F.C.C. Boyd Colonial Paper Money Inventory

    Recently scanned by Newman Portal is the inventory of colonial paper money from the F.C.C. Boyd estate. Michael Hodder wrote of the Boyd collection in the Ford III (Stack’s, 5/2004) catalog: “Despite not having many reference texts to assist him, he built the basis for what may be the most comprehensive private collection of Colonial American paper currency ever formed.” Eric P. Newman was able to personally inspect portions of the collection as they were sent to him for review, c. 1963, by New Netherlands (Charles Wormser and John J. Ford, Jr.), who handled the Boyd estate. The file includes correspondence related to possible acquisitions by Newman. This appears to have not occurred, and the Ford sale catalogs indicate that many pieces were acquired by Ford from the Boyd estate. Numerous examples from the Boyd/Ford collection were used for plate images in Newman’s Early Paper Money of America (first edition, 1967), and these likely trace to this period in the early-1960s when Newman had access to the material. The inventory includes notes by Walter Breen, who would have been enlisted by New Netherlands for the task.

    Link to the F.C.C. Boyd Colonial paper money inventory:
    Link to John J. Ford, Jr., sale catalogs:

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    Mar 29 2019

    John Kraljevich Opines on Indian Peace Medals in Verse

    Is it possible to deliver a numismatic presentation that is at all once authoritative, compelling, entertaining, and rhyming? Indeed it is, and, to prove this is no April Fools farce, the video proof may be seen on the Newman Portal. Captured by David Lisot at the 2013 Early American Coppers convention in Newark, OH, the ten-minute talk is chock-full of couplets such as “My girlfriend objected ‘the whole thing in verse?’ I know, I know, I’ll have to rehearse.” The Q&A portion was not delivered in verse, so there are always additional challenges for Mr. Kraljevich. Such is the spirit of the EAC that the presentation was naturally well-received. The next edition of the annual EAC convention will be held May 2-5 in Dayton, OH, and the educational forum presenters will be hard pressed to sustain the same level of creativity!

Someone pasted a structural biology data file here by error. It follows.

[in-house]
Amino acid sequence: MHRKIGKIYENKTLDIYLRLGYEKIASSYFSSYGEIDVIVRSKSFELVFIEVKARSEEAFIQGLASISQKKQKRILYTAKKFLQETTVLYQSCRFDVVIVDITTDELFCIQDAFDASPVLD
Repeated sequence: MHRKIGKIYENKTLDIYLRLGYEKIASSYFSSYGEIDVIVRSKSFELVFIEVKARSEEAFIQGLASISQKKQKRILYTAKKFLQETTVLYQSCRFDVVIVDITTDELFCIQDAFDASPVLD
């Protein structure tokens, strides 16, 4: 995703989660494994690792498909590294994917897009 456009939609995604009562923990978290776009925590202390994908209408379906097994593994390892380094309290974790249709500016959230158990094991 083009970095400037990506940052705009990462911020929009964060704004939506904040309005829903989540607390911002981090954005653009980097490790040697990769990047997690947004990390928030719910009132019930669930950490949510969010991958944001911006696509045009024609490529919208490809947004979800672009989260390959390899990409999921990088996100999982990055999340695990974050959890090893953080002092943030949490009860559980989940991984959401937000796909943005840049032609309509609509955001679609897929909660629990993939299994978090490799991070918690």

Link to Early American Medals from Necessity to Ghent on Newman Portal:
    Link to David Lisot Video Library on Newman Portal:
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    Mar 24 2019

    Bowers & Merena Rare Coin Review on Newman Portal

    With the kind permission of PCGS president Brett Charville, Newman Portal is pleased to announce the availability of the Bowers & Merena house organ, Rare Coin Review, on Newman Portal. This publication ran from 1969 (them under the Hathaway & Bowers banner) until 2003, likely the longest such emission in American numismatic history (Stack’s Numismatic Review is also in the running). Rare Coin Review appeared bimonthly for most of its life, and contained feature articles, coin presented at fixed prices, auction previews, and copious commentary from Q. David Bowers on numismatic matters large and small. Sometimes, the small matters were the more interesting! On a personal note, this was the publication that drew the present writer back into numismatics after graduating from college. Rare Coin Review attracted some of the best writers in the field, as authors were simply more happy to write for Dave than for other editors. The coin offerings were of course the main draw for most readers, and one might find anything from a rare colonial to popular coins like Morgan dollars. There was always something for everyone, from the beginning collector to the specialist, and this was no doubt a great part of its appeal.